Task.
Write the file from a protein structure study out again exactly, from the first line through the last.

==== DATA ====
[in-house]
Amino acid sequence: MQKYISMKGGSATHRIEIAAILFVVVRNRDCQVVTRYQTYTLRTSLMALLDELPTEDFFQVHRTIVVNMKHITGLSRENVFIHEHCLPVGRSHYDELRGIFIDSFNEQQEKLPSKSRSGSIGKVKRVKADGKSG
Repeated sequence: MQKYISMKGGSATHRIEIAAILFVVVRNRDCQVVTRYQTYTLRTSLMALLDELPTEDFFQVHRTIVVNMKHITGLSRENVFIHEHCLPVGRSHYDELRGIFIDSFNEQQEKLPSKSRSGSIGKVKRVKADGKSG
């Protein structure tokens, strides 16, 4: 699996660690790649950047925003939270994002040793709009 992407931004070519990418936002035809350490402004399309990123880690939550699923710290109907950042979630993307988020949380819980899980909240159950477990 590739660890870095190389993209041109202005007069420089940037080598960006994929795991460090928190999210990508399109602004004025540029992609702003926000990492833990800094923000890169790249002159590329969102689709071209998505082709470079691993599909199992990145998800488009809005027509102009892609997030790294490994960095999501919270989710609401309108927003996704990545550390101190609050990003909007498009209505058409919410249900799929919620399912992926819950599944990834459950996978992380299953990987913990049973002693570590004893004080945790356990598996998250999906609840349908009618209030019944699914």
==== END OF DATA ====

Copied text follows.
[in-house]
Amino acid sequence: MQKYISMKGGSATHRIEIAAILFVVVRNRDCQVVTRYQTYTLRTSLMALLDELPTEDFFQVHRTIVVNMKHITGLSRENVFIHEHCLPVGRSHYDELRGIFIDSFNEQQEKLPSKSRSGSIGKVKRVKADGKSG
Repeated sequence: MQKYISMKGGSATHRIEIAAILFVVVRNRDCQVVTRYQTYTLRTSLMALLDELPTEDFFQVHRTIVVNMKHITGLSRENVFIHEHCLPVGRSHYDELRGIFIDSFNEQQEKLPSKSRSGSIGKVKRVKADGKSG
């Protein structure tokens, strides 16, 4: 699996660690790649950047925003939270994002040793709009 992407931004070519990418936002035809350490402004399309990123880690939550699923710290109907950042979630993307988020949380819980899980909240159950477990 590739660890870095190389993209041109202005007069420089940037080598960006994929795991460090928190999210990508399109602004004025540029992609702003926000990492833990800094923000890169790249002159590329969102689709071209998505082709470079691993599909199992990145998800488009809005027509102009892609997030790294490994960095999501919270989710609401309108927003996704990545550390101190609050990003909007498009209505058409919410249900799929919620399912992926819950599944990834459950996978992380299953990987913990049973002693570590004893004080945790356990598996998250999906609840349908009618209030019944699914």